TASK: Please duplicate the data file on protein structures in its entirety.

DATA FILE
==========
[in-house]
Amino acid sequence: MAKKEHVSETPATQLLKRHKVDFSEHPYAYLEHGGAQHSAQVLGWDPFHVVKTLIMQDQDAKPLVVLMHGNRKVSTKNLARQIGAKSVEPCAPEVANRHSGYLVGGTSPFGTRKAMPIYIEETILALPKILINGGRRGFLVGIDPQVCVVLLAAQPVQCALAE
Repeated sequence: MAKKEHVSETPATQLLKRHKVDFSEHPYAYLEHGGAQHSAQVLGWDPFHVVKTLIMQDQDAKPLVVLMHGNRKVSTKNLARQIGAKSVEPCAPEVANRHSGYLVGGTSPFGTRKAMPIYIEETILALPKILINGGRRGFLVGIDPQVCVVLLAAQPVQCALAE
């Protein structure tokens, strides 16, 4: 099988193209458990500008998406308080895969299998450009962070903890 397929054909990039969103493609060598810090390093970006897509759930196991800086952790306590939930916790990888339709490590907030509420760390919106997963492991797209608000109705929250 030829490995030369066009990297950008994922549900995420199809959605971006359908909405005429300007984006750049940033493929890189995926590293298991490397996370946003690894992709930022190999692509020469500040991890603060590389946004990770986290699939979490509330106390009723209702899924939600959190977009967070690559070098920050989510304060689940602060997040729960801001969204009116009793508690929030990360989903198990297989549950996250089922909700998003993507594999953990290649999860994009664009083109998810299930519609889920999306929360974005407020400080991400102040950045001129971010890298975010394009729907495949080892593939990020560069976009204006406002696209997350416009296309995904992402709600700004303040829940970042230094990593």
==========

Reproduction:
[in-house]
Amino acid sequence: MAKKEHVSETPATQLLKRHKVDFSEHPYAYLEHGGAQHSAQVLGWDPFHVVKTLIMQDQDAKPLVVLMHGNRKVSTKNLARQIGAKSVEPCAPEVANRHSGYLVGGTSPFGTRKAMPIYIEETILALPKILINGGRRGFLVGIDPQVCVVLLAAQPVQCALAE
Repeated sequence: MAKKEHVSETPATQLLKRHKVDFSEHPYAYLEHGGAQHSAQVLGWDPFHVVKTLIMQDQDAKPLVVLMHGNRKVSTKNLARQIGAKSVEPCAPEVANRHSGYLVGGTSPFGTRKAMPIYIEETILALPKILINGGRRGFLVGIDPQVCVVLLAAQPVQCALAE
């Protein structure tokens, strides 16, 4: 099988193209458990500008998406308080895969299998450009962070903890 397929054909990039969103493609060598810090390093970006897509759930196991800086952790306590939930916790990888339709490590907030509420760390919106997963492991797209608000109705929250 030829490995030369066009990297950008994922549900995420199809959605971006359908909405005429300007984006750049940033493929890189995926590293298991490397996370946003690894992709930022190999692509020469500040991890603060590389946004990770986290699939979490509330106390009723209702899924939600959190977009967070690559070098920050989510304060689940602060997040729960801001969204009116009793508690929030990360989903198990297989549950996250089922909700998003993507594999953990290649999860994009664009083109998810299930519609889920999306929360974005407020400080991400102040950045001129971010890298975010394009729907495949080892593939990020560069976009204006406002696209997350416009296309995904992402709600700004303040829940970042230094990593």